As data proliferates in modern organizations, and as more people work with data in their day-to-day operations, it has become crucial to facilitate access to data assets. SQL is the programming language used by the most popular database servers worldwide, and SQL editors are the interfaces that provide access to the data. Thus, democratizing access to data is synonym with making SQL accessible to a wide range of people.
This explains the recent explosion in the past few years of SQL editors. This new trend is not going to stop, and we'd rather bring visibility and structure soon.
At CastorDoc, we believe the first step to structure the SQL editors tools market, is more transparency. For that reason, we put up a list of all the SQL IDEs we heard of. More context on this analysis and the state of the SQL clients ecosystem here.
This list is still exploratory, may contain errors, or lacking information. Please reach out to us, if you notice anything wrong: email@example.com
In-depth analysis and evolution
Read the full breakdown by generation and market analysis of SQL editors here.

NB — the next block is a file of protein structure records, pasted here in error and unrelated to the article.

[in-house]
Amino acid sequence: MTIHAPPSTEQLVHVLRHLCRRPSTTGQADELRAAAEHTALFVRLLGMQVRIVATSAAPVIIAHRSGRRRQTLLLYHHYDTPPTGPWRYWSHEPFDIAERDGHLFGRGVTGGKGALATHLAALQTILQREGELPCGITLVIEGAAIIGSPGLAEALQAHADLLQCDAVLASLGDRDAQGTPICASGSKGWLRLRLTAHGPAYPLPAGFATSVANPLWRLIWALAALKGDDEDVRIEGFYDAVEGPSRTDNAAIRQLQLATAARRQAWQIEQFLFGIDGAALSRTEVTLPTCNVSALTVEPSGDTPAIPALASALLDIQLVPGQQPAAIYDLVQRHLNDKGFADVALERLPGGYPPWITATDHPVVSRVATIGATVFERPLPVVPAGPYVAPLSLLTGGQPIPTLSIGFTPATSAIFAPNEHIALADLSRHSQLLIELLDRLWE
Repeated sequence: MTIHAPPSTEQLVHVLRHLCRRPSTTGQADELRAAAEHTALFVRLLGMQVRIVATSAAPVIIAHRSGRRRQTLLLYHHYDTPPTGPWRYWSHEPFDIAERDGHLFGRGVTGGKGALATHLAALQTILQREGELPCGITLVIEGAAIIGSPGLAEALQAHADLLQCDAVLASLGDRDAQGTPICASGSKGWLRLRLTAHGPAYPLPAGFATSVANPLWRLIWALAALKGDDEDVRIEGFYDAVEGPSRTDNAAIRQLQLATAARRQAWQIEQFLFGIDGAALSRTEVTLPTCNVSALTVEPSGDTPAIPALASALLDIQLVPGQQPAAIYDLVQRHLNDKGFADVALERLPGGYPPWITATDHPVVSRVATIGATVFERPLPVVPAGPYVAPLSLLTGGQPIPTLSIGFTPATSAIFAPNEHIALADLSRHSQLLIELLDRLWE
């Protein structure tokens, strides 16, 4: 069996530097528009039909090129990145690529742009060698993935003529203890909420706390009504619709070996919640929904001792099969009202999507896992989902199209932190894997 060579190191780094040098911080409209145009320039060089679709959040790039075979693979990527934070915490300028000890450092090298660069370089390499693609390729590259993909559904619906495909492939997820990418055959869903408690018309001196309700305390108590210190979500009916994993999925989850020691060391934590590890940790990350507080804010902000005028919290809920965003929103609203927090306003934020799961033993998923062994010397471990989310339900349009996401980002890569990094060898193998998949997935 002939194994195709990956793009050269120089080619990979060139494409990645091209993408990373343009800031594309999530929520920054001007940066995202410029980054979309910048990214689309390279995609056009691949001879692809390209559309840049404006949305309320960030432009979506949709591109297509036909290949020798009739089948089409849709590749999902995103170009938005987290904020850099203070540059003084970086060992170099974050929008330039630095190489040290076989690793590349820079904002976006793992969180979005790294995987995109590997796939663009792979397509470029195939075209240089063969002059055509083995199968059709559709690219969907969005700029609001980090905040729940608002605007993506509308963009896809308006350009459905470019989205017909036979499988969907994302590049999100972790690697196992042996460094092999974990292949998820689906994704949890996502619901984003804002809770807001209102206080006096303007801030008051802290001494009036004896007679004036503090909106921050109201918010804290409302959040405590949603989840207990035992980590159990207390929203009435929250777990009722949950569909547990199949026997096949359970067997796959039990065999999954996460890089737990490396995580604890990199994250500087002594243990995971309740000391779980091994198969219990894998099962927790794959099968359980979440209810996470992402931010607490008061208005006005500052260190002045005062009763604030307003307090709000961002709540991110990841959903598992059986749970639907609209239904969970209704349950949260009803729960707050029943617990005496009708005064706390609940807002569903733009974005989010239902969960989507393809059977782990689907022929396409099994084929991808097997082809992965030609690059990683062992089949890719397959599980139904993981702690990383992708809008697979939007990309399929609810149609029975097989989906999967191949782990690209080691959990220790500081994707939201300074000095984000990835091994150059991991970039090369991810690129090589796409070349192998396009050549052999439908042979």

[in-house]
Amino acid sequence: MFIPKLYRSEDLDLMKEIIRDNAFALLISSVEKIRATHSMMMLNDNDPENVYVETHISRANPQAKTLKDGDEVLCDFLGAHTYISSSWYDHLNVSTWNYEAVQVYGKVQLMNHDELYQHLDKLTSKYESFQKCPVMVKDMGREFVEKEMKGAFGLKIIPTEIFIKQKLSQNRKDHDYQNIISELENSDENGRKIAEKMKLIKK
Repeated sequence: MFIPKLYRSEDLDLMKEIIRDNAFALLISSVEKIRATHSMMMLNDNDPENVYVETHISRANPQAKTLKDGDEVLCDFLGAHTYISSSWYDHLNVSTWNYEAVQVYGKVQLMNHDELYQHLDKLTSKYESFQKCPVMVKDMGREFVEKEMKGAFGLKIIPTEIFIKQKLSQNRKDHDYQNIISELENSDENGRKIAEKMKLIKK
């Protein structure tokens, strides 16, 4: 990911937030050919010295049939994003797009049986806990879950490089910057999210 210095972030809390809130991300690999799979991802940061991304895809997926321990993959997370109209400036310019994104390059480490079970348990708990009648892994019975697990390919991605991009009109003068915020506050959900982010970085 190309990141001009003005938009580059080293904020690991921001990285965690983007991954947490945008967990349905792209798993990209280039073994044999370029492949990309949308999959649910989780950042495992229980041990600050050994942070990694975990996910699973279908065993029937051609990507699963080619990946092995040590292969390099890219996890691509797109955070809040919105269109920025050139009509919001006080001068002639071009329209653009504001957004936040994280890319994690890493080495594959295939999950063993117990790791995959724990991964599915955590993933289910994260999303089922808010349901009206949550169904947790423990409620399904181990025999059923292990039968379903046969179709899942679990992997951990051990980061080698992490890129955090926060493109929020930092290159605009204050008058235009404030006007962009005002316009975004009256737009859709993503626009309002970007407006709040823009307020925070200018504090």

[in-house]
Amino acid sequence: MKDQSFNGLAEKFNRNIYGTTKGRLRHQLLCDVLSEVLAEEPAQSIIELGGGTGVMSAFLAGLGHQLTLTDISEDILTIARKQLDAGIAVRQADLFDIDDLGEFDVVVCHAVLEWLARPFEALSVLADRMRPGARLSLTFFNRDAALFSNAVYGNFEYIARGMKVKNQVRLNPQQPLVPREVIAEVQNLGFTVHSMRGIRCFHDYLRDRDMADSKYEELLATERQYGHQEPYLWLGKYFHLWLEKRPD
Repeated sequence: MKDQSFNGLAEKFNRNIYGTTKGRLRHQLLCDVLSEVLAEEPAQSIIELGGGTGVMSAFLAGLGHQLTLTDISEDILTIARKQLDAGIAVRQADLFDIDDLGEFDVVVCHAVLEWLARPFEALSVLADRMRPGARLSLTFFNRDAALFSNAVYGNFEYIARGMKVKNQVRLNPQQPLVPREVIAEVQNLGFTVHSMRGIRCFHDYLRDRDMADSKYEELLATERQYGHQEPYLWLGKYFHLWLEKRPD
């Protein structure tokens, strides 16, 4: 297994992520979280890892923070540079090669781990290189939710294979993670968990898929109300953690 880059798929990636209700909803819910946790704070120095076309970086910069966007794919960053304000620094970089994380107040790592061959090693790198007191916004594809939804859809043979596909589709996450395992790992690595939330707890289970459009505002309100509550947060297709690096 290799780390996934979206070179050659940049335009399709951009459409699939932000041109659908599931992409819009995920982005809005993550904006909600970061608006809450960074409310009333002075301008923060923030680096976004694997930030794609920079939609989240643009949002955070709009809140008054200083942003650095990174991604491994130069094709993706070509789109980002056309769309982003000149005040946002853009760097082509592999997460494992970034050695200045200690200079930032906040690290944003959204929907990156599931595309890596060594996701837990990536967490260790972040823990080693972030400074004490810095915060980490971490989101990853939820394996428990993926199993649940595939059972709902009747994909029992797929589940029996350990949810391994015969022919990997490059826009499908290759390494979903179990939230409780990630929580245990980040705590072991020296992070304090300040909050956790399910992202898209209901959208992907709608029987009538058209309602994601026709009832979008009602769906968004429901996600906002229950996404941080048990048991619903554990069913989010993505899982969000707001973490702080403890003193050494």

What does Reddit think about SQL editors?
You can find the thread here.
Additional dimensions - Standard SQL IDE's
Database administration suite: This makes it easy for you to audit your databases, configure servers, and view logs. It even comes with a system status feature where you can easily see health indicators of your MySQL environment, such as security and memory usage.
Object explorer: you can view and manage objects and filter them for faster searches according to your criteria.
Activity monitor: It logs everything for you in real-time to help you track changes.
System availability: Which systems are the solution available on? Windows, Mac, Linux, any?
Performance Monitoring. MySQL Workbench gives users a dashboard where they can view the status of their queries, client timing, network latency, and index usage. This allows for simpler identification of possible ways to optimize SQL performance.